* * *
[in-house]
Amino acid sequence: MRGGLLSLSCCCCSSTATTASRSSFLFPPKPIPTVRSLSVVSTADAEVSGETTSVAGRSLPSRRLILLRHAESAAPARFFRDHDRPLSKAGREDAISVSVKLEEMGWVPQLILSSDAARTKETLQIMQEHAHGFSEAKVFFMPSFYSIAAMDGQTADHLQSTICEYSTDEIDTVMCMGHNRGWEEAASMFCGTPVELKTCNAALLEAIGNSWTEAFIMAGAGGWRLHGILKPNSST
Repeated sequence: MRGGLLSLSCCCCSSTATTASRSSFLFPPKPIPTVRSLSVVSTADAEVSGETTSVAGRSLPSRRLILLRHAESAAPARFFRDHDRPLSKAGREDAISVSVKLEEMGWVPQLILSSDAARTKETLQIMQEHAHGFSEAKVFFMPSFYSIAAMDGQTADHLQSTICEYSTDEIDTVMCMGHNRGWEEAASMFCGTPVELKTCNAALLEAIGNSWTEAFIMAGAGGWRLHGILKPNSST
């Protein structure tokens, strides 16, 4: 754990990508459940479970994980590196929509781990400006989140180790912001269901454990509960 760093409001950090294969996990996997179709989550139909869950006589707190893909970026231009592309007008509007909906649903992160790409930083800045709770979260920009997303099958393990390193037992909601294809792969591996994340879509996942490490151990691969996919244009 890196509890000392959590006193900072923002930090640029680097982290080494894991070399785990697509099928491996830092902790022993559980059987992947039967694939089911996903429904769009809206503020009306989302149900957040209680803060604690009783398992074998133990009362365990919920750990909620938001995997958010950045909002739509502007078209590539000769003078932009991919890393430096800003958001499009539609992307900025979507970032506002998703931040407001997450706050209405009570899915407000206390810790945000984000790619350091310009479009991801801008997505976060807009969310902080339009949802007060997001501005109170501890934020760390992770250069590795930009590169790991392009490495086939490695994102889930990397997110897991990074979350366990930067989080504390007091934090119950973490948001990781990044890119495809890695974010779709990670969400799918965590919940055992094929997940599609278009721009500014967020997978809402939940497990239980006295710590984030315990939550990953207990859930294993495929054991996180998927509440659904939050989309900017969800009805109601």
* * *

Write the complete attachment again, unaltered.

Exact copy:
[in-house]
Amino acid sequence: MRGGLLSLSCCCCSSTATTASRSSFLFPPKPIPTVRSLSVVSTADAEVSGETTSVAGRSLPSRRLILLRHAESAAPARFFRDHDRPLSKAGREDAISVSVKLEEMGWVPQLILSSDAARTKETLQIMQEHAHGFSEAKVFFMPSFYSIAAMDGQTADHLQSTICEYSTDEIDTVMCMGHNRGWEEAASMFCGTPVELKTCNAALLEAIGNSWTEAFIMAGAGGWRLHGILKPNSST
Repeated sequence: MRGGLLSLSCCCCSSTATTASRSSFLFPPKPIPTVRSLSVVSTADAEVSGETTSVAGRSLPSRRLILLRHAESAAPARFFRDHDRPLSKAGREDAISVSVKLEEMGWVPQLILSSDAARTKETLQIMQEHAHGFSEAKVFFMPSFYSIAAMDGQTADHLQSTICEYSTDEIDTVMCMGHNRGWEEAASMFCGTPVELKTCNAALLEAIGNSWTEAFIMAGAGGWRLHGILKPNSST
């Protein structure tokens, strides 16, 4: 754990990508459940479970994980590196929509781990400006989140180790912001269901454990509960 760093409001950090294969996990996997179709989550139909869950006589707190893909970026231009592309007008509007909906649903992160790409930083800045709770979260920009997303099958393990390193037992909601294809792969591996994340879509996942490490151990691969996919244009 890196509890000392959590006193900072923002930090640029680097982290080494894991070399785990697509099928491996830092902790022993559980059987992947039967694939089911996903429904769009809206503020009306989302149900957040209680803060604690009783398992074998133990009362365990919920750990909620938001995997958010950045909002739509502007078209590539000769003078932009991919890393430096800003958001499009539609992307900025979507970032506002998703931040407001997450706050209405009570899915407000206390810790945000984000790619350091310009479009991801801008997505976060807009969310902080339009949802007060997001501005109170501890934020760390992770250069590795930009590169790991392009490495086939490695994102889930990397997110897991990074979350366990930067989080504390007091934090119950973490948001990781990044890119495809890695974010779709990670969400799918965590919940055992094929997940599609278009721009500014967020997978809402939940497990239980006295710590984030315990939550990953207990859930294993495929054991996180998927509440659904939050989309900017969800009805109601």